“Syria: To bomb or not to bomb”
By Pastor Rasheed Z. Baaith
“For nation shall rise against nation, and kingdom against kingdom: and there shall be famines and pestilences, and earthquakes in divers places. All these are the beginning of sorrows.” (St. Matthew 24:7 -8)
Whatever decision President Obama makes about bombing Syria, the cost and repercussions around that decision will be exceedingly high.
If he decides to bomb Syria it will be against the will of the majority of the American people and much of the world. Americans are war weary after the wars in Iraq and Afghanistan; the dead there are still coming home and the cost in dollars is yet to be totaled.
The world remembers the “proof” Colin Powell and the Bush administration offered to justify attacking Saddam Hussein for having weapons of mass destruction. Those weapons have never been found and America’s credibility has never recovered. To say most are viewing the substantiation offered by our government about who’s responsible for that gas attack with a great deal of doubt is an understatement. Everyone who is suspicious of the veracity of what is being said can be said to have justification to feel as they do.
If the President does not do what he promised to do if Syria crossed his “red line,” he suffers loss both globally and domestically. Globally America’s allies with few exceptions will believe the President either speaks insincerely or is powerless to evolve policy. Our enemies, especially terrorists will believe he is vulnerable to domestic political pressures and they may become even more aggressive and inhumane in what they do and where. The consequences for the world are unimaginable.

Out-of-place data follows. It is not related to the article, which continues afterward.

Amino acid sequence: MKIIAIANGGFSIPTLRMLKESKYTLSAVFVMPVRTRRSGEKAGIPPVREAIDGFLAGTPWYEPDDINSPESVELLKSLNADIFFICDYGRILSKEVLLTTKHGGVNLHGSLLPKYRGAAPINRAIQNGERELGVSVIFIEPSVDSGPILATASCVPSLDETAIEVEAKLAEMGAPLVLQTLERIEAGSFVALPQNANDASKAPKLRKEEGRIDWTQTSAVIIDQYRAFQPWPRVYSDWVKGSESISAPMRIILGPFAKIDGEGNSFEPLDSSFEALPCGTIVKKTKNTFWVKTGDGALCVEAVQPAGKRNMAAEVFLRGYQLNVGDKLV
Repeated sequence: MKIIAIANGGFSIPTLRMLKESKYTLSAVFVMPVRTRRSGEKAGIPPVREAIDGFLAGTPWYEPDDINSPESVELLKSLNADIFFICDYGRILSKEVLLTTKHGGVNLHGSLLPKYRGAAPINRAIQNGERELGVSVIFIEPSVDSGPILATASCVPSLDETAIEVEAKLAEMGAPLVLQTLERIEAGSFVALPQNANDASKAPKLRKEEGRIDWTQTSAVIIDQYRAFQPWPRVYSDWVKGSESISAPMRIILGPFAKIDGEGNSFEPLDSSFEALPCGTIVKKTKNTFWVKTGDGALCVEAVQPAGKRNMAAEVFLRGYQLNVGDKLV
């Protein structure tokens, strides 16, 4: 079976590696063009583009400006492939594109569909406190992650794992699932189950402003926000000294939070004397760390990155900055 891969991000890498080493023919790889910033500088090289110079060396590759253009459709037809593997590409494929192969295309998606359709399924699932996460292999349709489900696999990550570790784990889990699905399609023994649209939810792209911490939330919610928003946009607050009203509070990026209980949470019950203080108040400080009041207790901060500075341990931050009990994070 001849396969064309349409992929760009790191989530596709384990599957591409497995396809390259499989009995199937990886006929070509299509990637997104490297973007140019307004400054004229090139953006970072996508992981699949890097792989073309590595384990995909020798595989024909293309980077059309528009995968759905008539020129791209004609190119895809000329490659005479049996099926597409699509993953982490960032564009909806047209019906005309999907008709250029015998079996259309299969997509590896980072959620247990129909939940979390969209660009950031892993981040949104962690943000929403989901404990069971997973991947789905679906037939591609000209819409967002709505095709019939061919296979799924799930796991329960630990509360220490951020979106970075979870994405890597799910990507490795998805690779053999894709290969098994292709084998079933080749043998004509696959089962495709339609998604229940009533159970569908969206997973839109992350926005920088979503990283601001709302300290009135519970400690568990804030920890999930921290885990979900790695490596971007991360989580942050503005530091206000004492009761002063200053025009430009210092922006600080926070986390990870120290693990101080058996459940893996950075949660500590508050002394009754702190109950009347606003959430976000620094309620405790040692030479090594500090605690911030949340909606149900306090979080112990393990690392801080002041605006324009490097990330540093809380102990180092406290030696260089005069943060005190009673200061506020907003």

What does all of this mean for our community? Either way the decision goes it means that the President’s domestic agenda gets delayed if not completely forgotten; if he goes against the will of the American people and Congress, both blocs will do all they can to prevent President Obama legislation from becoming law or policy. Because our primary concern is domestic issues such as unemployment, education, violence in all its permutations, and civil rights, we will continue to do poorly. We get little enough attention as it is.
If he goes with those who don’t want to bomb Syria, he is still going to be perceived as being so weak politically even the members of his own party won’t support him when he needs them to. While he may not become effete he will become ineffective.
Still, President Obama understood the complexities of the Presidential office when he sought it. Sometimes there is no good decision to be made; there is only action to be taken. Think about it.